F1 – Austrian GP – Race
Hallo, MiniFans! Austria woke up with rain, but it was all gone by the time Formula 1 took the stage. The track, home to some great racing in the past, was up and ready to go by the time the lights turned off.
The start itself was clean, with only a blocked tyre by a McLaren to call an incident, but halfway through the first lap the battle between Russell and Pérez turned into a small touch that pushed the Mexican driver into the gravel. He could continue but was dropped to last and headed to boxes to get hard tyres to try a different strategy to the rest of the field, as most were sporting mediums.
Verstappen started trying to open up a small gap, but Leclerc wasn’t giving up and he was soon all up Verstappen’s rear wing, not giving him an inch. The Monegasque managed a brilliant overtake on the championship leader and Verstappen’s answer was to pit for hards just a lap later.
In a repeat of Saturday, the Haas were the main characters in Hamilton’s race for the first handful of laps, until the British driver finally went past both of them. His happiness was short lived, though, as Verstappen soon overtook him in his quest to reach Leclerc, but Hamilton kept pushing, knowing the podium wasn’t that far off.
Both Ferrari eventually pitted almost halfway through the race, in an attempt to do just one stop, with Leclerc leaving the pits six seconds behind Verstappen and taking chunks away from the distance sector by sector, until he eventually overtook him easily. Red Bull decided their best course of action was to do a second stop and he dropped behind the other Ferrari as well.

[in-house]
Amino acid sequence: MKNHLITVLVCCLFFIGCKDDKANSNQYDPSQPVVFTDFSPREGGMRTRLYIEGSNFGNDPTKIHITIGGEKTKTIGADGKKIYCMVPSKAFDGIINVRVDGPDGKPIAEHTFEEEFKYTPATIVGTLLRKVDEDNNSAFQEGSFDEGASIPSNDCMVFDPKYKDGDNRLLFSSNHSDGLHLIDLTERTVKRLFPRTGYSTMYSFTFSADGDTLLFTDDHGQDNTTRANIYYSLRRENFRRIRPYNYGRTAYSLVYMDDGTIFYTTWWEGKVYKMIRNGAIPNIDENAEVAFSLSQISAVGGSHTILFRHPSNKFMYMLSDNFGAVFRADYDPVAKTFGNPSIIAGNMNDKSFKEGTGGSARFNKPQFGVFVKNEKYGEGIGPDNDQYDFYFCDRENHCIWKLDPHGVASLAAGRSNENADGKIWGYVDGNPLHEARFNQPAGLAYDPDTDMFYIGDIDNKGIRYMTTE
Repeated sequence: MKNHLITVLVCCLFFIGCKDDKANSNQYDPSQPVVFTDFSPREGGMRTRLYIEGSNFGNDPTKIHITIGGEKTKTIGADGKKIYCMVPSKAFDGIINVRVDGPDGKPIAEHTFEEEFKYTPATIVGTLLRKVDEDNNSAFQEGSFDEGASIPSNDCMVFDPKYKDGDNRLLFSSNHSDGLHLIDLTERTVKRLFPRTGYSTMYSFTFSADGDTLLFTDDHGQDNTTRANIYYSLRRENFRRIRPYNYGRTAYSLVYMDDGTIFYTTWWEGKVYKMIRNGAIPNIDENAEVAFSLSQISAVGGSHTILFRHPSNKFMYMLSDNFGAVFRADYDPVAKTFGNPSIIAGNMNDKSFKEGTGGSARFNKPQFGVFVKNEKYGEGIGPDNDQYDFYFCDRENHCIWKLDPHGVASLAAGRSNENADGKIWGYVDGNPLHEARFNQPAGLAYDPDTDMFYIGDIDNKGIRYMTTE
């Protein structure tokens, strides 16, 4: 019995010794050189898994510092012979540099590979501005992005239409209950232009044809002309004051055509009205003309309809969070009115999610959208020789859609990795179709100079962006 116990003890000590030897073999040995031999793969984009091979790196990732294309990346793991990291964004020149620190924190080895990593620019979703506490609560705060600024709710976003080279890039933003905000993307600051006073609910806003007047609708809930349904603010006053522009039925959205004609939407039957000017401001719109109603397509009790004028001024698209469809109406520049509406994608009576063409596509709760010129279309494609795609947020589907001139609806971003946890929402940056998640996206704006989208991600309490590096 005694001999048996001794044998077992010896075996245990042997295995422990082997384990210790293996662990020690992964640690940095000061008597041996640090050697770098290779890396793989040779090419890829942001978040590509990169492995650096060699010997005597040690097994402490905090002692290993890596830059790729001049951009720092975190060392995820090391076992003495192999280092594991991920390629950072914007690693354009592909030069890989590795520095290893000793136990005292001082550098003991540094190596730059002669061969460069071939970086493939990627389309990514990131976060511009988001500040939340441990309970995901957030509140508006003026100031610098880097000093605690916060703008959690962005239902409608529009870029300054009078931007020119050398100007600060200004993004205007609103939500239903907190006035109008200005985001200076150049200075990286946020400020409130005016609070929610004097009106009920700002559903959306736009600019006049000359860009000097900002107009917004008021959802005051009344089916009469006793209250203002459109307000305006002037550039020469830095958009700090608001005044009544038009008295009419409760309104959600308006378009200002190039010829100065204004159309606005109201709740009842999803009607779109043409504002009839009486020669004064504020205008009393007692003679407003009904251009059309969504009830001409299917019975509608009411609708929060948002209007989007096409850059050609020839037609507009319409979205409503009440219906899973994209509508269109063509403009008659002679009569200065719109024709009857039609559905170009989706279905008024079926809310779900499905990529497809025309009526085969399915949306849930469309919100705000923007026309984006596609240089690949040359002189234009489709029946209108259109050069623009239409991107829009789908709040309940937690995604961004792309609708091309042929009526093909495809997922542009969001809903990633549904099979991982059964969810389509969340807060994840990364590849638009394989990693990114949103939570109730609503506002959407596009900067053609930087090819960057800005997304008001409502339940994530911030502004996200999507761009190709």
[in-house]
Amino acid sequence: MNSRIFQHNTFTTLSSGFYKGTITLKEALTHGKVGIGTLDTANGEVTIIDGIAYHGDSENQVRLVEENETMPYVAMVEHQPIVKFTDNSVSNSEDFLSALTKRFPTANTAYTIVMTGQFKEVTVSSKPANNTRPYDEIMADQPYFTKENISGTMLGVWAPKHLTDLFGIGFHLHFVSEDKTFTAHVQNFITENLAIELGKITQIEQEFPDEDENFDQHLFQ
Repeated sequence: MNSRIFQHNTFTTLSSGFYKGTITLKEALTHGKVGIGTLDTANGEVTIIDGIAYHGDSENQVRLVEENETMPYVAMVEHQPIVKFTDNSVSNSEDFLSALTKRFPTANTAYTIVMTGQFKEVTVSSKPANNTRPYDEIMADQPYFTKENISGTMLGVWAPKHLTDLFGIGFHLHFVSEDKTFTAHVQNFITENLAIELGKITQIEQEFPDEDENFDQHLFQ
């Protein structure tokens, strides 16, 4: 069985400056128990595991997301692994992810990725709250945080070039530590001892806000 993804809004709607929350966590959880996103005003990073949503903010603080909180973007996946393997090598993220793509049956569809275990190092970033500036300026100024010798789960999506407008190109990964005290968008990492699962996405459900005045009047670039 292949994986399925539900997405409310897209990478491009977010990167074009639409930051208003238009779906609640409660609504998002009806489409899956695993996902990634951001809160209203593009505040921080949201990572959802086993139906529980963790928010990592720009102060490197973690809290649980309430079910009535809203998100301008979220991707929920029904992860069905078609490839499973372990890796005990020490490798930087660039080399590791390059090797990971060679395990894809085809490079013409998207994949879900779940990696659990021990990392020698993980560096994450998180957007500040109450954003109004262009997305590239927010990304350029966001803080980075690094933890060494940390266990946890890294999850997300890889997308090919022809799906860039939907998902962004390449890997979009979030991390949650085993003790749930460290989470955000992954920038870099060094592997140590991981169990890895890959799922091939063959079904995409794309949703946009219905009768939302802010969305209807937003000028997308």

The midfield battles became, once again, the most entertaining bit of the race. The track limits were being strictly enforced and white and black flags were being waved, to the distaste of the drivers. However, the fun was just about to begin, at least for some of them.
Sainz, who had arrived at the Red Bull Ring with his spirits up after winning in Silverstone, saw his car start to go up in flames after his car gave up on him. A virtual safety car was deployed, and panic settled in Ferrari, as Leclerc was soon reporting some problems as well in his Ferrari. Red Bull, always paying attention to other teams’ radio messages, was quick to inform Verstappen, who held out hope for another disaster at Ferrari.
This retirement propped Hamilton up into third place, while Leclerc was trying to nurse his car homw and not force it more than needed. However, the Monegasque managed to make it to the end, even with the small problems that were popping up.
Sports are emotional rollercoasters, and the Austrian Gran Prix is living proof of that. His up and down track was home to Carlos Sainz’s heartbreak, as his car gave up on him when he was on his way to earn another podium all dressed in red, but the orange army shone through in Red Bull’s home, and celebrated the second place of the championship leader as if it was a victory.